Control functions

Besides the system inherent functions and their combination to fulfil the overall purpose of the system, any industrial plant relies on control functions to ensure the nominal operation of specic safety- or production-relevant functions. In order to be able to model a system including its control functions, Morten Lind introduced a representation of control actions for MFM based on a logical notation of actions. This notation considers different states and expresses their connection with a temporal operator T and an operator I representing what would have happened without intervention. Thus, the schema [pTqIr] denotes that the considered system transitioned from state p to q instead of r, where r would have occurred without intervention. The underlying concept identifies a small number of elementary interventions that are adapted for MFM and shown in the table below. These control functions do not represent the details of the implementation of a specic controller but rather resemble the intended function to e.g. keep the flow in the heat exchanger steady.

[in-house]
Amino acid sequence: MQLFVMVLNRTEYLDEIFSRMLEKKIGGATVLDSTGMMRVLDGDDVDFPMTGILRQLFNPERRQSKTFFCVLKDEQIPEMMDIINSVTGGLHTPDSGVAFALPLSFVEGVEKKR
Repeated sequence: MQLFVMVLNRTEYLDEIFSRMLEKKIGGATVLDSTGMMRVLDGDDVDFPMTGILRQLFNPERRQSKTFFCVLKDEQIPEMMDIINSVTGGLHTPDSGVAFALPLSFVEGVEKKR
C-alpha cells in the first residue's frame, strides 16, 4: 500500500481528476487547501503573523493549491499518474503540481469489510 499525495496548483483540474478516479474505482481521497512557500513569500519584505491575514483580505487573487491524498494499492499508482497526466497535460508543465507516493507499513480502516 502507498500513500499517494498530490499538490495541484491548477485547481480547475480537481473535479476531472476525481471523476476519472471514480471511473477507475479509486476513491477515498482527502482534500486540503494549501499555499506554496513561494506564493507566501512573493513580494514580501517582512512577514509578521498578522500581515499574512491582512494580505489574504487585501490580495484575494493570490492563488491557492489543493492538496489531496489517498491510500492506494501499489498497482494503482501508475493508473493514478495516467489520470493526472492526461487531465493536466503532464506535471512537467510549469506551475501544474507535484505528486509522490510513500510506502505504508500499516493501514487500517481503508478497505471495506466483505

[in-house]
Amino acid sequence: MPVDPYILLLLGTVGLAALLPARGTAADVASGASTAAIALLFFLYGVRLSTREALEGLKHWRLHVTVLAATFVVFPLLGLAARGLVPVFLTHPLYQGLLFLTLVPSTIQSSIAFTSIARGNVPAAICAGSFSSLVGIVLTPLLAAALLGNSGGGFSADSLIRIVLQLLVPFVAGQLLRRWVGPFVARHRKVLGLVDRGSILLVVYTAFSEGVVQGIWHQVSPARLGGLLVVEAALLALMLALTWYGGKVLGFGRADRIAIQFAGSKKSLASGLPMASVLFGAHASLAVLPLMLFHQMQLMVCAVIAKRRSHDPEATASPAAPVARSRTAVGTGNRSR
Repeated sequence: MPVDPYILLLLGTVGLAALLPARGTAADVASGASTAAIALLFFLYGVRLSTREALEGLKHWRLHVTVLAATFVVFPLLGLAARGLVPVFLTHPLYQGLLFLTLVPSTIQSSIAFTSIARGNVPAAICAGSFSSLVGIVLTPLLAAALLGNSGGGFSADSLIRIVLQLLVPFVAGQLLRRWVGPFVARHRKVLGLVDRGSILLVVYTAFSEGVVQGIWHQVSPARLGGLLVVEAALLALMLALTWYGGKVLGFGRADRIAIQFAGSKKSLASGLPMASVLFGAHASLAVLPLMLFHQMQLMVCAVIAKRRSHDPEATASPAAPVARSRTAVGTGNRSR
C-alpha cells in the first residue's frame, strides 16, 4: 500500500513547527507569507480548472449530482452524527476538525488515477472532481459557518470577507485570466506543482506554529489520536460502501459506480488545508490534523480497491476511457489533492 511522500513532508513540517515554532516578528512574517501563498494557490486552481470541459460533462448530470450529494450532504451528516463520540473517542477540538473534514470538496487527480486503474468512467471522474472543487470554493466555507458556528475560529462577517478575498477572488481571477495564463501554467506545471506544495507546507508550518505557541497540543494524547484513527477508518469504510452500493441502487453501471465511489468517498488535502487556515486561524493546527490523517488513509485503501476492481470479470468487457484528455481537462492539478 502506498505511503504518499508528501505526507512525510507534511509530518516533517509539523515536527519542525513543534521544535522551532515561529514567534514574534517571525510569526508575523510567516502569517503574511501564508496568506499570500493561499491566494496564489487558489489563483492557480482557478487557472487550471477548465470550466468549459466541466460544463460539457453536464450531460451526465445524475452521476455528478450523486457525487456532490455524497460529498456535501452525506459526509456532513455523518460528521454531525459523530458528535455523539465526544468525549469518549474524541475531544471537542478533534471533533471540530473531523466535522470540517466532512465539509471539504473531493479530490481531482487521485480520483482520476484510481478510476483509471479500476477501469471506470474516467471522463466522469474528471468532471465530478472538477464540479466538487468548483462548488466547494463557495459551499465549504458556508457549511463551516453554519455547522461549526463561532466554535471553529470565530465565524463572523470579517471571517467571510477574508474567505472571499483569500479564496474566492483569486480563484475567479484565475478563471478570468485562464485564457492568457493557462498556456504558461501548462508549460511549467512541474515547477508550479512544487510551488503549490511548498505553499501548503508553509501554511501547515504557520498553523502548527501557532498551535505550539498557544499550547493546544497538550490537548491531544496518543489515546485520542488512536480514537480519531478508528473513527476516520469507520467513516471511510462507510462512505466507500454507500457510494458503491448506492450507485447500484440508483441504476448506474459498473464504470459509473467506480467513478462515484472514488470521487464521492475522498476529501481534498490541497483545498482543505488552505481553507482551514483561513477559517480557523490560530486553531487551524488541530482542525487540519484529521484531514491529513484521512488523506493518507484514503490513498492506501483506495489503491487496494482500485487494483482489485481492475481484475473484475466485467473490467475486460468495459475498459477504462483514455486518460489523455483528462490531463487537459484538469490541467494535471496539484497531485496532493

Analogous to the control actions, means-end relations representing the same intentions have been introduced inMFM. These means-end relations connect the state of a function to an evaluable objective or threat. Lind discusses meaningful combinations of the means-end relations with either threats or objectives, and a control function. Limiting the combination of those ensures logical consistency. Theses combinations also reflect that the only control relation normally associated with control functions as a controller is actuate. However, neither the distinct means-end relations nor the control functions have been thoroughly interpreted with regards to the reasoning about fault cause and consequence. The influence of control relations is yet to be investigated as well. Following the notion that this concept of control serves to model the purpose or intention of the controller rather than detailing its implementation, Zhang propose to represent operational knowledge about the designed purpose of possible manual or automatic action. Thus, including control functions that are not or only partially automated can be a way of extending the knowledge represented by the MFM model and enable better operations support by incorporating more expert knowledge.



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